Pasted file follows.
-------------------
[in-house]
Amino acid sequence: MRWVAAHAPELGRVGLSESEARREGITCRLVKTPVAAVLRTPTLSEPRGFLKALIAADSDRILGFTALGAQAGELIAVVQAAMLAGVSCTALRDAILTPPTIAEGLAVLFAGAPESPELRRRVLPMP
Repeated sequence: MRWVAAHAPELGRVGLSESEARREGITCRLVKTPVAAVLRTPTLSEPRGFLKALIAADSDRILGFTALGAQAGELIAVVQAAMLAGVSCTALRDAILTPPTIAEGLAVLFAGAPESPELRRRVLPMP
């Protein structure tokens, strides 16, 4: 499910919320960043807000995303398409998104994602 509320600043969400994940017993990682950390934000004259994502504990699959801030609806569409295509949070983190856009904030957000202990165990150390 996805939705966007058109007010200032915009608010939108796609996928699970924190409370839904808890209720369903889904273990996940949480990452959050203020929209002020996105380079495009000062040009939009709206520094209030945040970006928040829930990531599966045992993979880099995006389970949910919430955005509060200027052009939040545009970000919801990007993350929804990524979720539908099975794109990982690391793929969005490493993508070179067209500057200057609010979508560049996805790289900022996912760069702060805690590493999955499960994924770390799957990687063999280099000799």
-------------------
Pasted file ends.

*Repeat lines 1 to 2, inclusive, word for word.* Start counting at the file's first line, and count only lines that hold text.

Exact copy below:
[in-house]
Amino acid sequence: MRWVAAHAPELGRVGLSESEARREGITCRLVKTPVAAVLRTPTLSEPRGFLKALIAADSDRILGFTALGAQAGELIAVVQAAMLAGVSCTALRDAILTPPTIAEGLAVLFAGAPESPELRRRVLPMP